Description of Max Drawdown less than 10%

This portfolio has been optimized for achieving the highest possible return while limiting the maximum Drawdown, that is the highest drop from peak to valley over the analyzed period, to 10%. As a reference, the maximum experienced drawdown of the iShares 20+ Year Treasury Bond ETF (TLT) over the same period has been 27%, while the SPDR S&P 500 (SPY) experienced a drop of 55%.

As such it is a moderate Portfolio suited for investors with a limited risk tolerance and moderate growth expectations.

Please note that the Maximum DrawDown refers to a single event, for analyzing the risk of losses you should also consider other related metrics like the maximum and average duration and the Ulcer Ratio. A more reliable measure for the downside risk of an asset over a period of time is the Downside Deviation or Volatility.

Please note that this portfolio might use leveraged ETF and single stocks. Should these not be allowed in your retirement account please see our 401k and IRS compatible Conservative, Moderate, and Aggressive Risk Portfolios. Contact us for special requirements

Methodology & Assets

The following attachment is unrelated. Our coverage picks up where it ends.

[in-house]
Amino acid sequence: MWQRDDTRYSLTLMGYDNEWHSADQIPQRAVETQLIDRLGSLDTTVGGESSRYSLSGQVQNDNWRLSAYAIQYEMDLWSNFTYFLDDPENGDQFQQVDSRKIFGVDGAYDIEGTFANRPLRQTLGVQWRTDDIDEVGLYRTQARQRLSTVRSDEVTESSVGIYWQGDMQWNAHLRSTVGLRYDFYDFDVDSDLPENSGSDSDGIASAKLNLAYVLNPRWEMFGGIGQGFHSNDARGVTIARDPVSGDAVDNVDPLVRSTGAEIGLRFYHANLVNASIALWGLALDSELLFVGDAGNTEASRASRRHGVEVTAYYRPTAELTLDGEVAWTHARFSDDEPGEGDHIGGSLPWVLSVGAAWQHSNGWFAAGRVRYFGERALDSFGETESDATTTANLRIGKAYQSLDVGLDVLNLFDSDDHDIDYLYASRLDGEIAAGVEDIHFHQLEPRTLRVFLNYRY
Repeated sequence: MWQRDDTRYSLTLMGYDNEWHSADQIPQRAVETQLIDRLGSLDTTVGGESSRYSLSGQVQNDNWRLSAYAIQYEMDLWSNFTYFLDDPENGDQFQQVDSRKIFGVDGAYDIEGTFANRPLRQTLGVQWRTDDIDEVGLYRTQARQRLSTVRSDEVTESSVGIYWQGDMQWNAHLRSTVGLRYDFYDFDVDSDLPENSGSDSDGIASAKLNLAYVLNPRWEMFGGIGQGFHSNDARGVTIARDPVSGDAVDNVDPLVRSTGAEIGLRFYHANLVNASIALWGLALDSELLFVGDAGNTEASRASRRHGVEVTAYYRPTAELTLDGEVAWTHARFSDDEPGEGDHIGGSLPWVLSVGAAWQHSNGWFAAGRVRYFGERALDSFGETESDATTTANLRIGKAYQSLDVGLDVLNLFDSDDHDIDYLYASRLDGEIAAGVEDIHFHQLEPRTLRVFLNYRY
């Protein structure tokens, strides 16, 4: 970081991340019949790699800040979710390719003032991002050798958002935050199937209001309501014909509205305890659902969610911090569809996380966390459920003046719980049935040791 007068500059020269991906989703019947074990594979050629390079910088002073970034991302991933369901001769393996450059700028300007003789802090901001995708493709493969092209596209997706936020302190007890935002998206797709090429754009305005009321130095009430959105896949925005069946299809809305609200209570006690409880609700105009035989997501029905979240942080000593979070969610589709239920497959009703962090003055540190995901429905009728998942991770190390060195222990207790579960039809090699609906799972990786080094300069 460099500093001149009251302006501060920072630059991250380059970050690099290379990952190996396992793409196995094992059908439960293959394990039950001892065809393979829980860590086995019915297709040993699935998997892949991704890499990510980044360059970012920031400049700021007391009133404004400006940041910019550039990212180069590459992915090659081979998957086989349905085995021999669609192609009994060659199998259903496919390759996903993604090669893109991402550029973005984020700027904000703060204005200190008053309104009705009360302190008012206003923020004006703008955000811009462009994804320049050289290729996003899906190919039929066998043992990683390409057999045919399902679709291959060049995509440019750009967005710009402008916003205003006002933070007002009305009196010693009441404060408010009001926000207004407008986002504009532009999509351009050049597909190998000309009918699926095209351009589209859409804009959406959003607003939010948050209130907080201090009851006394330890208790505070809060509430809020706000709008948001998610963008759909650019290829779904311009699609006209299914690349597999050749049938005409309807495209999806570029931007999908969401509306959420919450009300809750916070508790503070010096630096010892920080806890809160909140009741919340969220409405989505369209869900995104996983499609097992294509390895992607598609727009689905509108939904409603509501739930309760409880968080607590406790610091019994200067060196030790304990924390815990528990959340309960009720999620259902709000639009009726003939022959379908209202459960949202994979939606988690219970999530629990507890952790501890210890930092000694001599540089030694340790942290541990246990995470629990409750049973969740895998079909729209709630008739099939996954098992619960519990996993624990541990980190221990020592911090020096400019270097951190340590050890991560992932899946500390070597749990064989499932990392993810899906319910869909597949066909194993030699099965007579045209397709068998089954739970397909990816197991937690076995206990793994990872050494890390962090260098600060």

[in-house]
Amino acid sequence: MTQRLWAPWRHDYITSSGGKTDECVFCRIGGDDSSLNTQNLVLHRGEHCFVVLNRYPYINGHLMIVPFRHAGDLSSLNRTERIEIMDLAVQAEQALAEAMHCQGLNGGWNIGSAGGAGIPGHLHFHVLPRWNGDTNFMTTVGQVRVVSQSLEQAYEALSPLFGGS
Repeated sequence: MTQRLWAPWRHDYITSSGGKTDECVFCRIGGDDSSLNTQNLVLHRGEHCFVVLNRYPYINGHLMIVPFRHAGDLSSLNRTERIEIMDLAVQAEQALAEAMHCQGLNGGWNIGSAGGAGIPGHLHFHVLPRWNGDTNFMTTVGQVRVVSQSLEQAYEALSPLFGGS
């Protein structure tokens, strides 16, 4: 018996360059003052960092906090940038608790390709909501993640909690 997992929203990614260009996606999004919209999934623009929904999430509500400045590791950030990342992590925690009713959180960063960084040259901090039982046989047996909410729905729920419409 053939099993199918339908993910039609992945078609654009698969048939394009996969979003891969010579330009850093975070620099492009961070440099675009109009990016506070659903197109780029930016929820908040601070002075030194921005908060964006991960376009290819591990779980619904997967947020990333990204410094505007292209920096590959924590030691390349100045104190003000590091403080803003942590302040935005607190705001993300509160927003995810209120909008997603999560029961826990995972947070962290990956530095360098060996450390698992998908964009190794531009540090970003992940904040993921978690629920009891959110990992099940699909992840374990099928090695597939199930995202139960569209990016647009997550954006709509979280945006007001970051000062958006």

This portfolio is constructed by our proprietary optimization algorithm based on Modern Portfolio Theory pioneered by Nobel Laureate Harry Markowitz. Using historical returns, the algorithm finds the asset allocation that produced the highest return with maximum drawdown less than 10%.

While this portfolio provides an optimized asset allocation based on historical returns, your investment objectives, risk profile and personal experience are important factors when deciding on the best investment vehicle for yourself. You can also use the Portfolio Builder or Portfolio Optimizer to construct your own personalized portfolio.

Assets and weight constraints used in the optimizer process:
  • Bond ETF Rotation Strategy (BRS) (0% to 100%)
  • BUG Permanent Portfolio Strategy (BUG) (0% to 100%)
  • World Top 4 Strategy (WTOP4) (0% to 100%)
  • Global Sector Rotation Strategy (GSRS) (0% to 100%)
  • Global Market Rotation Strategy (GMRS) (0% to 100%)
  • Maximum Yield Strategy (MYRS) (0% to 100%)
  • NASDAQ 100 Strategy (NAS100) (0% to 100%)
  • Leveraged Gold-Currency Strategy (GLD-USD) (0% to 100%)
  • US Sector Rotation Strategy (USSECT) (0% to 100%)